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The Rhythm of Constant Comparison

Many of us have probably heard of comparative suffering. In short, it’s the idea that we compare our suffering to others’ suffering to help us better make sense of our own pain, and ultimately we find that we often downplay our experiences. We may compare the extent to which we allow ourselves to suffer based on comparing our particular circumstances to others’ (we may deem that death of a loved one allows us to suffer more than totaling our car for example). I want to discuss, however, the suffering that comes from constant comparison. Rather than comparing our suffering, I’m investigating the nature of suffering from comparing, the kind that places causality in the opposite direction. It’s the act of comparing that causes the suffering to begin with.



When we place ourselves in positions to be compared side by side, apples to apples, to another person and their experiences, we’re asking ourselves to work extra hard at feeling secure in our own pursuits. When we begin to consider that “the other” has more, looks better, travels more, takes more risks, has more friends, makes more money, has a better relationship, is more skilled, we’re questioning the security of our own choices. Objectively, when there are more options to consider, it’s easier to fall victim to the overwhelming feeling of “which of these is the best option of all the available options?” (If you’ve ever walked into an American grocery store, you can probably relate to the feeling of too-many-options.) At the heart of this matter, when we butt up against the “too much” that occupies our modern daily lives, we’re challenged to tap back into our inner security that guides us in our choices unconditionally, regardless of others’ choices.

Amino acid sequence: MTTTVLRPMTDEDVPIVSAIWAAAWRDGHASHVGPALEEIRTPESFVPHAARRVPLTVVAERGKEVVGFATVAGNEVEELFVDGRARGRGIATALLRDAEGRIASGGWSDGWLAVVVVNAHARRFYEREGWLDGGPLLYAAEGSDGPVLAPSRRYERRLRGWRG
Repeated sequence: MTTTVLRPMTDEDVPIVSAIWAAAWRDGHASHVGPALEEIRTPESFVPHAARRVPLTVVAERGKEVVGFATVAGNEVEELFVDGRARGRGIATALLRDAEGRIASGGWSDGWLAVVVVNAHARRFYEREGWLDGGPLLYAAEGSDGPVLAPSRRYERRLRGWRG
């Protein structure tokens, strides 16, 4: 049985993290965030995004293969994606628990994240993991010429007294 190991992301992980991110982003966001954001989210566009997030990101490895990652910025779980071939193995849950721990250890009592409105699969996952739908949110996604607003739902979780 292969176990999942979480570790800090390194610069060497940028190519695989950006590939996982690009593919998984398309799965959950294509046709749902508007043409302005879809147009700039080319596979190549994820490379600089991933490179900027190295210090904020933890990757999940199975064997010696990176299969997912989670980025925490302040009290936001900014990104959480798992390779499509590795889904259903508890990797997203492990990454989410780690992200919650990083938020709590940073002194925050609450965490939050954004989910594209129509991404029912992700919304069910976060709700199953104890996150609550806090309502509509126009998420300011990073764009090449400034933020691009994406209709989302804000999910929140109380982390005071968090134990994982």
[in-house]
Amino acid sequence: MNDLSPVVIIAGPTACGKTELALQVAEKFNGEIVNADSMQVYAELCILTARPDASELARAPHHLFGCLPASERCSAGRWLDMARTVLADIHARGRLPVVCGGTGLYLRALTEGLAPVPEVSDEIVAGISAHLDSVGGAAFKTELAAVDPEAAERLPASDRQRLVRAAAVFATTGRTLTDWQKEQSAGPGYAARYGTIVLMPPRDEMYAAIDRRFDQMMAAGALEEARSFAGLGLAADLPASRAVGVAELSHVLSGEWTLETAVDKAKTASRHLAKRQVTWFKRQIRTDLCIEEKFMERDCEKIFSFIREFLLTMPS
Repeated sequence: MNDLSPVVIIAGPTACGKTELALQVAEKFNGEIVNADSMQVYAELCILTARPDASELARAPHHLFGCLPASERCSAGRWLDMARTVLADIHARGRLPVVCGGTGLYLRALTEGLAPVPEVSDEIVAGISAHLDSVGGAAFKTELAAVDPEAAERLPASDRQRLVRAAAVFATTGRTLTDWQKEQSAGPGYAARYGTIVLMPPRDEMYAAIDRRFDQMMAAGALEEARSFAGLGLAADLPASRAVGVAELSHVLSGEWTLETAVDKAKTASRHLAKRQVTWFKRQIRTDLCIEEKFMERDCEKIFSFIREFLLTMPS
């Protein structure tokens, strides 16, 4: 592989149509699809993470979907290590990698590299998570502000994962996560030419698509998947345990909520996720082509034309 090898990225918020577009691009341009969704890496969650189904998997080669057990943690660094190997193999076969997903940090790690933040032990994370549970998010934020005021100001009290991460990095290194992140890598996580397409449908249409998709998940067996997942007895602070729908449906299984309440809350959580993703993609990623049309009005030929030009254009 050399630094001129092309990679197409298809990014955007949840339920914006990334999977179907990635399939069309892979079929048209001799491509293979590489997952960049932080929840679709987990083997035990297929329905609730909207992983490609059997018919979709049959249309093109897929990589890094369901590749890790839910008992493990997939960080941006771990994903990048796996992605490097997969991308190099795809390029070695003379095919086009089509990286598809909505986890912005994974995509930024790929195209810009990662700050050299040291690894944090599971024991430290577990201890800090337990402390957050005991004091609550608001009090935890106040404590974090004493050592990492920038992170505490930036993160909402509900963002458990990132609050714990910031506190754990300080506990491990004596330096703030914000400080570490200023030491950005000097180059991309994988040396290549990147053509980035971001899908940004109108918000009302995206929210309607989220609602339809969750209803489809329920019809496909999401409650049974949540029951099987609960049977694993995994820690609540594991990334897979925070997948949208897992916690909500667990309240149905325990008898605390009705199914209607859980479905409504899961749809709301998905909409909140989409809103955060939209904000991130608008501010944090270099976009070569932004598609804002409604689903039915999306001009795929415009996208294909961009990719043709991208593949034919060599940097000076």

Each time we encounter the “other” as an option to consider in this game of comparison and wonder if that might have given us more of what we wanted, we’re challenged to return to our security over and over and over again. So the practice then becomes two-fold: how do you do that and how do you actively avoid comparison traps as much as possible? Exactly. That’s what self-inquiry and inner resources work is all about. That’s the work of discovering your own center of gravity, the part of you that exists without condition. Learn how to access the part of you that has the ultimate say in the face of a rapidly expanding network of options.


One way to look at life is as a series of choices we make. Pause yourself when comparing to an external source as a way of deciding what comes next and redirect the inquiry inwards. Ask yourself what helps you discern which choice to make next and get clearer and clearer about how to read your inner compass. Learn it. Practice it. Refine it. Devote yourself to it and avoid the unnecessary suffering that comes from comparison.

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